Let me just tell you that what Ira Glass says in this video is absolutely true, and it applies to all forms of art.
Basically, there are two rules: absorb art (read books, stare at thousands of paintings, study how others do it, etc.), and make art. Simple as that.
Now, there’s a good reason why you need to absorb as much art as possible.
Because it’s the only way you can develop a taste. It’s the only way you’re ever going to figure out what makes good art good, and what makes great art great. Also, it allows you to discover what you really like; what type of art works are you instantly drawn to.
Also, absorbing as much art as possible makes it possible to know what innovation really is. You need to learn from the masters, to know the rules in order to break them, to understand the mechanics in order to change them. There’s no other way, I’m afraid.
Now about the second part. Making art.
Sounds simple enough, but it’s the trickiest part. Once you absorb a lot of art you want to create it yourself. There’s always some stupid motivation behind this, such as, “I want to write a book just as good as…” or, to paraphrase Stephen King, “I know I can do better than this or that author…”
The only people who never try are the ones who are too afraid to do so or the ones who have already developed a certain talent…
Regardless, you will fall short. Once, twice… and so on. There’s no way to avoid this. Art has never been only about innate abilities — you can call it talent if you want.
Art is, most of all, about hard work.
But then we get to our next point. If you’ve read so many books, is it possible that you’re just writing like a bunch of dead authors? How do you find your voice?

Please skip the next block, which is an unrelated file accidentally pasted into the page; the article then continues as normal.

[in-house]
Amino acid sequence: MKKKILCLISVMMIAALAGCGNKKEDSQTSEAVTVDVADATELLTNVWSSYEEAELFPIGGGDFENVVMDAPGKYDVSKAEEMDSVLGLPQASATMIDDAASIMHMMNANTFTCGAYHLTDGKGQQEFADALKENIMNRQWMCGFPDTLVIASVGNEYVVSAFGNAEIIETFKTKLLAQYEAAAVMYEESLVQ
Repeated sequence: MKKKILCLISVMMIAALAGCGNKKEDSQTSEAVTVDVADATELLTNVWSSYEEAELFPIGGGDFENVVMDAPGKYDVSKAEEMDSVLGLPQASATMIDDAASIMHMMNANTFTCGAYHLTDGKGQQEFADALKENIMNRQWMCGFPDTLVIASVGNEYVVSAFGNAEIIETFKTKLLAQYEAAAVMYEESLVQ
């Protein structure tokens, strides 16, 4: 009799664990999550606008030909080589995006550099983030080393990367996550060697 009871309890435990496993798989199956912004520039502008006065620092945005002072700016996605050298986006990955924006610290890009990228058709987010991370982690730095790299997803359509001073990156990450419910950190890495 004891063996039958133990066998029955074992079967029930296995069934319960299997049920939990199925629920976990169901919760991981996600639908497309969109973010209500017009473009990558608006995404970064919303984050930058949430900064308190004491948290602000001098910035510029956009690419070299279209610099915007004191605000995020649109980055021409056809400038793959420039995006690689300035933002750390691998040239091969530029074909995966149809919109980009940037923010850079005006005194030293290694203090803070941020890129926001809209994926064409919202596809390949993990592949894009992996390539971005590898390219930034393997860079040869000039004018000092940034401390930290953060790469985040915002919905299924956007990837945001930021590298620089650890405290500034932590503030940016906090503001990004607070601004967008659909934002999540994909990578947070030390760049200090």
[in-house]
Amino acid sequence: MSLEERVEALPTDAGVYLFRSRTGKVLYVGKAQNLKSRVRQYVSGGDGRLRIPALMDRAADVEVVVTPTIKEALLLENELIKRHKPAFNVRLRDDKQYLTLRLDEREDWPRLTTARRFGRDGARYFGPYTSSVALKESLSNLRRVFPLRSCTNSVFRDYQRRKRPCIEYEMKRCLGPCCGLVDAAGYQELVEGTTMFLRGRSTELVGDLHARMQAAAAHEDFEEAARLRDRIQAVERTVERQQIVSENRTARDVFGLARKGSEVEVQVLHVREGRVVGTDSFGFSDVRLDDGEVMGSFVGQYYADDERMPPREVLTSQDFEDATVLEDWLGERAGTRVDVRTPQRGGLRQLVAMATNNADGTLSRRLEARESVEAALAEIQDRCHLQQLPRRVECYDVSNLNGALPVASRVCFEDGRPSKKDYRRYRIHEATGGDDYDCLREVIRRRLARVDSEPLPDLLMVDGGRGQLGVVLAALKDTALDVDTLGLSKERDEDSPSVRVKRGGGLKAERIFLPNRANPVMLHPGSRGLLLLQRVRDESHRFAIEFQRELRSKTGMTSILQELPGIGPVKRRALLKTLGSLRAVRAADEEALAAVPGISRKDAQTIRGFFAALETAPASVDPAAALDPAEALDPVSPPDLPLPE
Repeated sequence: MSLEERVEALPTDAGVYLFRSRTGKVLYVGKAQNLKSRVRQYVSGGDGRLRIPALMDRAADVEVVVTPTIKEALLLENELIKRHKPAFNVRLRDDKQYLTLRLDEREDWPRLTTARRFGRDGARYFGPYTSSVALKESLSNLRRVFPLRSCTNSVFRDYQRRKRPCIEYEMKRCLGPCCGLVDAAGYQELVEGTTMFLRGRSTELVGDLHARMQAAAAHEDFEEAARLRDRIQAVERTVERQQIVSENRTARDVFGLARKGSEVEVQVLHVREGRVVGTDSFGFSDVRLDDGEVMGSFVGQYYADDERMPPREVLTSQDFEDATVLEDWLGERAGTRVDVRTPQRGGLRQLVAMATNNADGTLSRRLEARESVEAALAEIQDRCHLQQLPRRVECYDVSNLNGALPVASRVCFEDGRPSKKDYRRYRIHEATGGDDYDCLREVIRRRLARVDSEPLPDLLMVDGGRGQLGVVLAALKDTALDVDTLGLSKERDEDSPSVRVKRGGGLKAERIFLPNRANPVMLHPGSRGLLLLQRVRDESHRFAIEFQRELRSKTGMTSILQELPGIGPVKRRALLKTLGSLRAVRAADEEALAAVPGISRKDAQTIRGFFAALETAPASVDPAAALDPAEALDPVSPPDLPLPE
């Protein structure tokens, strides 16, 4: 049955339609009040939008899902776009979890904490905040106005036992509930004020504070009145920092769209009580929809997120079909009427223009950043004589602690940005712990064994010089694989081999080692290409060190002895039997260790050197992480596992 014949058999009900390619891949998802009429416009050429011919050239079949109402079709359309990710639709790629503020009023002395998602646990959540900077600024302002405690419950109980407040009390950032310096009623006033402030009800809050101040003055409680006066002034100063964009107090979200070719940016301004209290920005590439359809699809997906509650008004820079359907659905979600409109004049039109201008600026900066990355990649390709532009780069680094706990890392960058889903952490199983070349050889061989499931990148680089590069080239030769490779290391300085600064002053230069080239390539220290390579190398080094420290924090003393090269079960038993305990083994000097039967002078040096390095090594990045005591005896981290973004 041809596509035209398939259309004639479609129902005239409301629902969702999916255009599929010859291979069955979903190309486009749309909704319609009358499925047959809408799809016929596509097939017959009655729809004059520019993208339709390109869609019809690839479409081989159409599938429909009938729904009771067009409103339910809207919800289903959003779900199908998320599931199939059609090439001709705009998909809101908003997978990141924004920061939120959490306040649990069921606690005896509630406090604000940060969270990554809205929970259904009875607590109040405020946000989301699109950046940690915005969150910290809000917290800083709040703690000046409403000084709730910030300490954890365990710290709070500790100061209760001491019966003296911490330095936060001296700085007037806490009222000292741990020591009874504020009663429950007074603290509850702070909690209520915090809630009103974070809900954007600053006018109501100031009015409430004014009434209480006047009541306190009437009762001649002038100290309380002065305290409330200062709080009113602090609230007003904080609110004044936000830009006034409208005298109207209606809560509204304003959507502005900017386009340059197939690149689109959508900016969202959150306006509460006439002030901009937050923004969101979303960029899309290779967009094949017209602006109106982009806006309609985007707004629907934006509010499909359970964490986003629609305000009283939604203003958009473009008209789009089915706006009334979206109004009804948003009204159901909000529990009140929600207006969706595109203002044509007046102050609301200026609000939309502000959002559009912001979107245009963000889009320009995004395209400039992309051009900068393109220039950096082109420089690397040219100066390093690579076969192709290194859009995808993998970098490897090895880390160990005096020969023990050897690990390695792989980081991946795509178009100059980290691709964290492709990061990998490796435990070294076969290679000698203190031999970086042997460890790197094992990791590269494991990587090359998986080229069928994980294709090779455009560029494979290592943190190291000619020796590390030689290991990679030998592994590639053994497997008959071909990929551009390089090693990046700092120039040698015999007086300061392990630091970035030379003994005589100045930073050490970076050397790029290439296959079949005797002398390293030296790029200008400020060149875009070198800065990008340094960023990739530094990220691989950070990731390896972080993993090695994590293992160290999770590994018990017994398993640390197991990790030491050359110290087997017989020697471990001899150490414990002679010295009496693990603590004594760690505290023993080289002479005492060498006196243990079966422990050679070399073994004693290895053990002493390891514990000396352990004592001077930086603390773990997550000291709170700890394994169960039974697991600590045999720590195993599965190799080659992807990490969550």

In my early teens I tried to write like Gabriel Garcia Marquez. Of course, that didn’t work out so well.
But imitation is important. You still have to work hard to finish stuff. It takes away some of the pressure… that of a certain style or vision.
Because the next thing is equally important: The only thing more important than hard work is vision; what makes your art yours and only yours. And vision is all about one thing and one thing only.
Sooner or later, if you keep making art, something’s bound to happen. A specific event you’ll feel compelled to write about. Or you’ll meet someone.
Because there’s one thing about art that most people tend to overlook. Yes, most times it’s a lonely process, and it’s a process through which we confront our loneliness, our nature, and our past. But is also the best way to let others know that we are alive, that we are living, breathing creatures.
We want to let others know that we are not insignificant, that we are not here just because we were born into this world. We have a purpose, we have ideals and dreams, and we want things, and we suffer, and we cry, and we fall in love…
And you’re the only one who can write about your life the way you do, you’re the only one who knows what’s going on inside your head.
To simplify stuff, your perception of life is what gives you artistic vision.
It’s really as simple as this. A lot of people quit when they fail to create a certain artwork just the way they envisioned it. But the truth is that all artists fail. That’s why they keeping making more art. They’re never 100% satisfied. They try again and again for perfection, and they fail, and that’s what keeps them going.
Then… a lot of people quit when they fail to find an audience, or when people criticize them. They fail because they’d much rather go fishing or whatever. They fail because they don’t want to fight their own demons in order to acquire a vision, they just want to create something’s that beautiful and empty.
When did you really write about that one thing you hate most in the world?
Did you ever write about the most painful experience you ever had?
That’s the only tie between suffering and art. You don’t really have to suffer more than others, you just have to confront your suffering, understand it, then translate it into something other people will understand; be it a story or a painting or a song.
And that’s the most difficult part of being an artist… of being a human being. We run away from our problems, we hide our demons behind locked doors, we suppress bad memories.
That’s why, for an artist, is always healthy to spend time alone. Just you and yourself. Confront your demons, confront your past, find out who you really are.
It’s a sad, sad truth that most people go through life without figuring that part out… who they really are.